JACKSON, Mich. — Baby formula shortages have been impacting parents across Michigan, including in Jackson, but two local groups are trying to ease the pain of not being able to find formula.
Salena Taylor started Partial to Girls when the COVID-19 pandemic first started. She works with a team of women from the local community to address any needs they see in Jackson.
“I go 24/7. I get calls every day,” Taylor said. “Someone might just have their baby newborn, and they’re at the hospital and they may need diapers when they’re ready to come home. I’m just someone you can contact 24/7.”
Now, they are turning their attention to the formula shortage.
They work in partnership with a Facebook group called Formula Shortage Jackson, Michigan. They work with nurse practitioners in Jackson and lactation consultants to help create content and online videos to get information out to parents.
Pediatric nurse practitioner Libby Cross, who is part of the formula shortage group, said they recently conducted a poll showing 60 percent of moms in the area still can rarely find formula in the stores.
“One of the reasons why we started this was because, whenever there is a shortage, people who have more access to those items and connections in the community, they tend to get those things first, leaving those with less access at higher risk and many of those families were struggling with COVID and what not,” Cross said.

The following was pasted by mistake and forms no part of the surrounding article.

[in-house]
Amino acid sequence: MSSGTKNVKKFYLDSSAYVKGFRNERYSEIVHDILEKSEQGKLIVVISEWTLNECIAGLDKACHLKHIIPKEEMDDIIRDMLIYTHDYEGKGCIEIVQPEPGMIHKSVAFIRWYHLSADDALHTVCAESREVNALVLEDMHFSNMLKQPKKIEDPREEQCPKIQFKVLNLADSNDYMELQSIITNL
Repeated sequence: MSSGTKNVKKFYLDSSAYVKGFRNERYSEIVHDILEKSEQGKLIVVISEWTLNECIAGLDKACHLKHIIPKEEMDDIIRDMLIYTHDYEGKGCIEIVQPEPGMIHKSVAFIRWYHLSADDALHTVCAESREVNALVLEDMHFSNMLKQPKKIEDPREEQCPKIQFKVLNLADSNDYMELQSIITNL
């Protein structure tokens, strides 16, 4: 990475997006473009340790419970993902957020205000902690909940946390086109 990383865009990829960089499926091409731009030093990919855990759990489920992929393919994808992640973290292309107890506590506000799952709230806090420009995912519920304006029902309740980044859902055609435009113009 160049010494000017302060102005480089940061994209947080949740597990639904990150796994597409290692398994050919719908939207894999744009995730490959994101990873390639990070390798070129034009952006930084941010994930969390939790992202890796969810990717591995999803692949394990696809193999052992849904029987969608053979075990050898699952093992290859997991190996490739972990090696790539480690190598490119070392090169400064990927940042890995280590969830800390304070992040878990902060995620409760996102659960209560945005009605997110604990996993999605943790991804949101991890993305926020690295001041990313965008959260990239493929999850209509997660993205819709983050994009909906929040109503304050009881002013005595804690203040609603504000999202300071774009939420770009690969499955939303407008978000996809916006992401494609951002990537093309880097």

Partial to Girls hosts monthly giveaways where they serve 150 to 200 people within a two-hour time period.
“They are scared,” Taylor said. “There’s no other word that I can think of right now. Moms are really scared right now. When they’re steady and going to the store, they have the money they have their WIC resources, but they’re not finding formula. They’re just not finding the formula they need.”
And when families can’t find formula, what happens?
“Sometimes they will dilute their formula, or they will give other things in their bottle to try and make it through because that’s all they can do right now, so that’s kind of what we’re hoping to prevent,” Cross said. “We worry with formula dilution infants can have seizures. They can get electrolyte imbalances too. Their weight gain sometimes does not take off and that can lead to brain development problems even later in life.”
Taylor says if the group doesn’t have what you need, they turn you to other resources such as the Community Action Agency and United Way.
“Honestly, with everything I’ve been seeing going on right now, if you are a pregnant mom, and you have an opportunity to not get off into this fight and struggle that we’re in, by naturally breastfeeding I’ve been learning a lot there, and I just think that if you have a choice right now you may consider breastfeeding,” Taylor said.
Taylor is looking for breastfeeding materials that can be given to the community. Both Cross and Taylor say to reach out to their groups on Facebook if you or someone you know needs help getting these supplies.
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